Indian farmers who have been protesting for months against deregulation of produce markets plan to block a major expressway outside New Delhi on Saturday, the 100th day of their campaign, they said. Tens of thousands have been camped outside Delhi since December, demanding Prime Minister Narendra Modi repeal three farm laws that open up the country's agriculture markets to private companies, which the farmers say will make them vulnerable. Farmers from the northern states of Punjab, Haryana and Uttar Pradesh plan to stop all traffic on the six-lane Western Peripheral Expressway that forms a ring outside New Delhi for up to five hours, union leaders said on Friday.
Blockchain payments firm Ripple has not experienced any fallout in its Asia Pacific business after being sued by the U.S. Securities and Exchange Commission (SEC), the company's chief executive officer said on Friday. In late December, the SEC charged Ripple, which is associated with cryptocurrency XRP, with conducting a $1.3 billion unregistered securities offering. After that, the top U.S. cryptocurrency exchange Coinbase shut down trading in XRP, which is the world's seventh-largest cryptocurrency by market value.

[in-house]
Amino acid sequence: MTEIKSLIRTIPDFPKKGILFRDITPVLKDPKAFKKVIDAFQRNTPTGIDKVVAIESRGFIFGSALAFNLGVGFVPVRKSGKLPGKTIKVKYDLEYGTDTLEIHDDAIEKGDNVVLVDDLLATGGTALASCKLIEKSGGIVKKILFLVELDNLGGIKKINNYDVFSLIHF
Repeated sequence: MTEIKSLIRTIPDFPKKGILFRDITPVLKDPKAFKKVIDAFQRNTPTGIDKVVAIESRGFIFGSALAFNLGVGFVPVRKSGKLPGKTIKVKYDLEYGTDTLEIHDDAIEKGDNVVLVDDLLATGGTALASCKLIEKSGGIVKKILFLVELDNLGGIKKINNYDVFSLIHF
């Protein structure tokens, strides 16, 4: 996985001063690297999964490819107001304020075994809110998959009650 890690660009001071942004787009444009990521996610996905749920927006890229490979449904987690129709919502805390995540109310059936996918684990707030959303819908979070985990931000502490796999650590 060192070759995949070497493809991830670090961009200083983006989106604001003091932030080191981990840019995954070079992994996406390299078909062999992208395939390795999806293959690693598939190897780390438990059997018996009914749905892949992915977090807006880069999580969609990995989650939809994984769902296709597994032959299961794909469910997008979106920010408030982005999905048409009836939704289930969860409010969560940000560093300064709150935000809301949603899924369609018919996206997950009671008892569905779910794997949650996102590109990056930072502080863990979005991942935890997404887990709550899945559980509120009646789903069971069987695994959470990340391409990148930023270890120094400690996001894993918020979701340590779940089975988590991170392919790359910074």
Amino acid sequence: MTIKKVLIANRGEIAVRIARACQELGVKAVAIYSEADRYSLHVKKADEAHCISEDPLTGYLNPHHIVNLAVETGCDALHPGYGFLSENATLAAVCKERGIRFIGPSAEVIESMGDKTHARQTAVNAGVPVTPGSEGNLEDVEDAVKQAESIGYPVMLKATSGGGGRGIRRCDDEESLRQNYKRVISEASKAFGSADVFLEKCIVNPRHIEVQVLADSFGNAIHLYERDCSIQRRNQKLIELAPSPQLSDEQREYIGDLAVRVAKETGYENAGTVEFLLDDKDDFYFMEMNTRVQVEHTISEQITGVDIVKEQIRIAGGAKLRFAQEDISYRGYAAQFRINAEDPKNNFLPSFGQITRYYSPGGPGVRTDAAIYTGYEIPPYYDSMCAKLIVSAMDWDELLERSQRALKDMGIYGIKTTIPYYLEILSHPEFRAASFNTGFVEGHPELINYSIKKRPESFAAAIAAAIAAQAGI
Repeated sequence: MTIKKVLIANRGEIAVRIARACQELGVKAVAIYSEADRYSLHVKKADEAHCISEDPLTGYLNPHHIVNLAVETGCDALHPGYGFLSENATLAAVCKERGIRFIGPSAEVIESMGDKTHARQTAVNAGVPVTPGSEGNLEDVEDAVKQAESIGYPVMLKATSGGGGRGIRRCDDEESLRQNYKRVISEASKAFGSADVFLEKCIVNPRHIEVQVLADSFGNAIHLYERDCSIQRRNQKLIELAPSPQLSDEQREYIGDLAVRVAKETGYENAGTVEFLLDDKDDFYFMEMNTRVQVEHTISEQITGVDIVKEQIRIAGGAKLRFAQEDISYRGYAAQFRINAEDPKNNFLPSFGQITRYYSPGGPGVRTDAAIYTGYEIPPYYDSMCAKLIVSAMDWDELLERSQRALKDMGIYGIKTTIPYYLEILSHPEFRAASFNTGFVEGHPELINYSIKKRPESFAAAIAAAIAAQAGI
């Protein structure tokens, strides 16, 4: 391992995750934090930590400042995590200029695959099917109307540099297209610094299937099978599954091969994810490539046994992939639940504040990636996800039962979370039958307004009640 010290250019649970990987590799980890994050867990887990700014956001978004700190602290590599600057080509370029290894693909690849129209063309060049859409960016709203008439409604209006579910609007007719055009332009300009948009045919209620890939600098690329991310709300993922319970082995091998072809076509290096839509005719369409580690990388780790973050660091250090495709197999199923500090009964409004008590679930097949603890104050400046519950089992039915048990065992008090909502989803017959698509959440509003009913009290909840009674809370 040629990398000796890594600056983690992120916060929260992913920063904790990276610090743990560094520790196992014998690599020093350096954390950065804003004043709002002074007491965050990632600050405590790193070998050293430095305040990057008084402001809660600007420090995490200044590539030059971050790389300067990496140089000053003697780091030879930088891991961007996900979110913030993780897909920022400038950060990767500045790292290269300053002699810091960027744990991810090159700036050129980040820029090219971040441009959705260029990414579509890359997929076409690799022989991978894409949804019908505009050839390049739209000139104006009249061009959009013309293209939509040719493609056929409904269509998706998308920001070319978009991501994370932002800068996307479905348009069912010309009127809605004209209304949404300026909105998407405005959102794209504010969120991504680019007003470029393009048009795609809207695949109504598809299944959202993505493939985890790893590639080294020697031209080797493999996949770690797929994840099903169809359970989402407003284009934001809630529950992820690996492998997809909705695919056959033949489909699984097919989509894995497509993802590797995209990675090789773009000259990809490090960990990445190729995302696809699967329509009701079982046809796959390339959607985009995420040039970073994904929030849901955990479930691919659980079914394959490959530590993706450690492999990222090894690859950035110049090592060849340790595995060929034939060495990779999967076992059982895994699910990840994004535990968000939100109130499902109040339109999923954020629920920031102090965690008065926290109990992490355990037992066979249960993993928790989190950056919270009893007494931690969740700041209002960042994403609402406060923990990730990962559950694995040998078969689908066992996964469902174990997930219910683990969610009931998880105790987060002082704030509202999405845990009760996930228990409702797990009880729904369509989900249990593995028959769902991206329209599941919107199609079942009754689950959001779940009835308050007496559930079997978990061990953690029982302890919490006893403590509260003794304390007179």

Patricia Edwards of Toronto wanted to help her two adult daughters when they fell behind on bill payments at the rented townhouse they share. She has few assets and a poor credit history, but she was employed at the time, so she went to a payday lender — not for a payday loan, but for an ongoing line of credit. "I was like, OK, let's see if I qualify for the loan because I'm working." Edwards, 53, was able to borrow $1,500 early in 2019 from Cash Money. But then she lost her job, and in 2020 came the pandemic. She's had to refinance the loan twice, and went to another lender, Money Mart, for an instalment loan that could be repaid over two years. Now she's close to $5,000 in debt, all in, paying nearly 47 per cent interest on both loans. WATCH | Ottawa under pressure to cap high-interest money lenders: Her predicament, and that of many other Canadians like her, has a chorus of voices calling for industry reform. Activist groups, elected officials and even some smaller lending companies say financially vulnerable people are too often lured by payday lenders' low bi-monthly payments on longer-term loans without realizing how the costs will add up. Only option "I'd love to get a bank loan," said Edwards. "But I don't have a car, I don't have a home, I don't have any assets. I don't qualify." Payday lenders argue that's exactly why their services are essential. They provide money to people in need who otherwise would be unable to borrow. In a statement to CBC News, the Canadian Consumer Finance Association, which represents close to 1,000 high-interest lenders across the country, said unsecured loans are expensive to provide, and that its members' interest rates are government-approved. "Our members are highly regulated and licensed under provincial legislation across Canada," the statement says. It also notes that "for reasons of risk, the lower the borrower's credit score the higher the interest rate." Patrick Mohan runs Money Direct, a payday lending firm with nine locations in Ontario and Nova Scotia, but he is critical of the larger chains. He started a different organization in 2008 to represent operators closer to his company's size, the Independent Payday Loan Association of Canada. He said the group is made up of 50 small "mom and pop" lenders who don't offer long-term loans or lines of credit. Patricia Edwards of Toronto reviews her loan agreement. The mother of two is close to $5,000 in debt to two payday lenders.(CBC News) The member companies cash cheques and sell Western Union money transfers, but in terms of lending, only provide short-term payday loans, which are meant to give a consumer the funds necessary to make ends meet just until their next paycheque arrives. Borrowers pay $15 every two weeks for each $100 borrowed, and he says most pay off their loans promptly. "The payday loan product is one pay period," he said. "Say you need $400. You come in, you get the money, then pay back $460 under the current rates, and that's it." Mohan said larger chains such as Money Mart, easyfinancial, Cash 4 You and Cash Money started to offer a wider range of financial products, including long-term, high-interest loans and lines of credit, after several Canadian provinces began to crack down on payday lending in 2016, limiting the fees charged. Alberta lowered the fee from $23 to $15 every two weeks, while Ontario cut it from $21 to $15. "They saw what was coming, then they started pushing the lines of credit and instalment loans," he said. "They figured, 'Keep it under 60 per cent and then we don't have to worry about feds coming after us.'" An interest rate of 60 per cent is the threshold specified in Canada's Criminal Code as illegal. Pushing for change Acorn Canada, a national organization that advocates for low-income people, has taken aim at large payday lenders, organizing protests across the country and calling on the federal government to take action. Donna Borden, vice-chair of Acorn's East York chapter in Toronto, said the pandemic has forced more Canadians to turn to high-interest lenders. "A lot of people are using or taking these loans to buy food, to pay their rent," she said. "And especially now with COVID, it's even worse." Instalment loans, where regular repayments are scheduled over a number of years, were the fastest growing segment of lending among payday companies, according to the results of a limited online survey conducted by Acorn in February. It found that the number of survey respondents who reported taking instalment loans had jumped from 11 per cent in 2016 to 45 per cent in 2020. "People are losing their jobs, so they're desperate for money," said Borden. Acorn Canada, a group that advocates for low-income people, organized protests against what it calls 'predatory lending' in nine Canadian cities on Feb. 17, 2021.(Acorn Canada) The Canadian Consumer Finance Association disputes that their loan portfolios are growing. "There has been a significant and sustained drop in the number of loans taken out by Canadians," the CCFA said in its statement to CBC News. It pointed to government support programs and a "lack of spending during the lockdowns" as the causes. Patrick Mohan of the Independent Payday Loan Association of Canada said he's noticed a similar trend. "We're still down 35 to 40 per cent," he said, referring to the level of demand he sees. "Things are coming back a little bit, but people aren't spending as much and they don't need to borrow." 'A gold mine' Independent Sen. Pierrette Ringuette of New Brunswick has sponsored two bills to have the Criminal Code amended to lower the maximum interest rate that lenders can legally charge from 60 to 20 per cent plus the overnight bank rate. Neither bill moved forward due to prorogations and election calls, but Ringuette said she intends to sponsor another one. "Canada is like a gold mine to these institutions because of the current state of legislation we have in place," she said. She said a number of American states have put a lower cap on interest rates charged by payday lenders, yet they continue to be profitable. "If they can serve in the U.S. states where, on average, you would have a 10, 12 or 15 per cent capped interest rate, they can serve Canadians at 20 per cent very well," she said. A page from Patricia Edwards's loan agreement shows her interest rate of 46.9 per cent.(CBC News) But Ringuette said it can take years to get bills through the Senate and then more time to have them passed into law. She said the Trudeau government could take action much more quickly, perhaps even announcing a crackdown in the upcoming federal budget expected in April. "It can be done within three months, and it has to be done within three months," she said. "I hope for everyone that it is in the budget." Trying to escape the debt trap Patricia Edwards said she worries she may never escape her debt trap. She is left searching for a solution. For example, though it's not an option in her case, she has even thought about how credit card borrowing could help solve her 47 per cent interest rate problem. "If I could get a $10,000 Visa card for 19 per cent, I would get the Visa card to go pay them all off," said Edwards, "and then I'll only owe 19 per cent on the Visa card." Many consumers complain credit card rates are far too high, but compared to what payday lenders charge on some of their products, those rates could look like a bargain.